Growing up, I was always fascinated with the magician-psychic Uri Geller, who was famous for bending spoons with his supposed supernatural powers. How did he do that? I wondered. I"ve been thinking about him lately as I"ve watched an even more profound magic trick playing out in our politics. We have a president who can bend people.

In so many cases, Donald Trump has been able to take people who came into his orbit and just bend them to his lying ways the way Geller bent spoons. The latest is Attorney General William Barr, who, in only a few weeks, got bent into becoming Trump"s personal lawyer.

How does he do that trick? Surely the answer lies partly in Trump"s energy source: Fox News, Breitbart and Trump"s own Twitter feed keep his base in a state of constant agitation and high partisanship, and Trump, seemingly with no hands, leverages that energy into bending so many Republicans to his will. With a few exceptions, like Jim Mattis, Trump also has a knack for picking people who are bendable.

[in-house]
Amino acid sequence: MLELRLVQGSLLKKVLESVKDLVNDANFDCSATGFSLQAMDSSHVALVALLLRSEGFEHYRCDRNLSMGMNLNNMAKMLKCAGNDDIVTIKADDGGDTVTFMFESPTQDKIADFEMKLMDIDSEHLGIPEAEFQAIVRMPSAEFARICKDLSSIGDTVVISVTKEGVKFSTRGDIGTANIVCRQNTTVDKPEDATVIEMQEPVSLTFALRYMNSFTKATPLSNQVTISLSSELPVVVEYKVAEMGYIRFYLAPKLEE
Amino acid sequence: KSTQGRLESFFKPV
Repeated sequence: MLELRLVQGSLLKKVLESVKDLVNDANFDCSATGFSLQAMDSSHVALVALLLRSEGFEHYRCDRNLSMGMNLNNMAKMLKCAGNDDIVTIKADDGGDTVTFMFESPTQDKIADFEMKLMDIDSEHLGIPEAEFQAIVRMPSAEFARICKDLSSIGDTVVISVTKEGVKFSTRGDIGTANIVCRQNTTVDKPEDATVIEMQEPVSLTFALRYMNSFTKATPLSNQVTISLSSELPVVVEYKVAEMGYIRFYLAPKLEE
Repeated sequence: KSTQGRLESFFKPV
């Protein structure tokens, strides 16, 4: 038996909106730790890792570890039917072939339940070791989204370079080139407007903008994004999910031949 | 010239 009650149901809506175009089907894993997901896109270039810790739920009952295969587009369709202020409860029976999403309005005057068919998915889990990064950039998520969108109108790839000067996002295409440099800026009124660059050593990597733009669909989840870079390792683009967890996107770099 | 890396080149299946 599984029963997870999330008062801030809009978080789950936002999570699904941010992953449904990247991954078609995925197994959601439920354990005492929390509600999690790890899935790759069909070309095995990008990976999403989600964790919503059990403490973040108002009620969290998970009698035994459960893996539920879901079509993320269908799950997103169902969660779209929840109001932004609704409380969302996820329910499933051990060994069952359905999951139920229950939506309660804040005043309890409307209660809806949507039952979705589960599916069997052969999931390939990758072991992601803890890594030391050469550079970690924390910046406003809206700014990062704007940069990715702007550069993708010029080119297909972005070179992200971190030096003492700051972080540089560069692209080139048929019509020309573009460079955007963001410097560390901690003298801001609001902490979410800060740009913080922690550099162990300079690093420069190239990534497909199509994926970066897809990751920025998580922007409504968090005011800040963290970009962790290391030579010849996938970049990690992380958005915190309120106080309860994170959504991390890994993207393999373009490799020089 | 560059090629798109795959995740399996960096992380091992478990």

And bendable people — people who, like Trump, were always outsiders or never on the A-team — are attracted to him to get ahead. "Accomplished people lacking inner strength can"t resist the compromises necessary to survive Trump and that adds up to something they will never recover from," former FBI Director James Comey explained in The New York Times.

What worries me most right now is that if Trump gets a second term, he"ll also bend all the key institutions that govern us. Already he"s softening the steel in many of them so they can be bent more easily.

Look at the dishonest crusade he has begun against the FBI for "spying" on his campaign and how we need to "investigate the investigators." Trump and his bent spoons are ready to wreck any institution that gets in the way of his re-election or unfettered exercise of...

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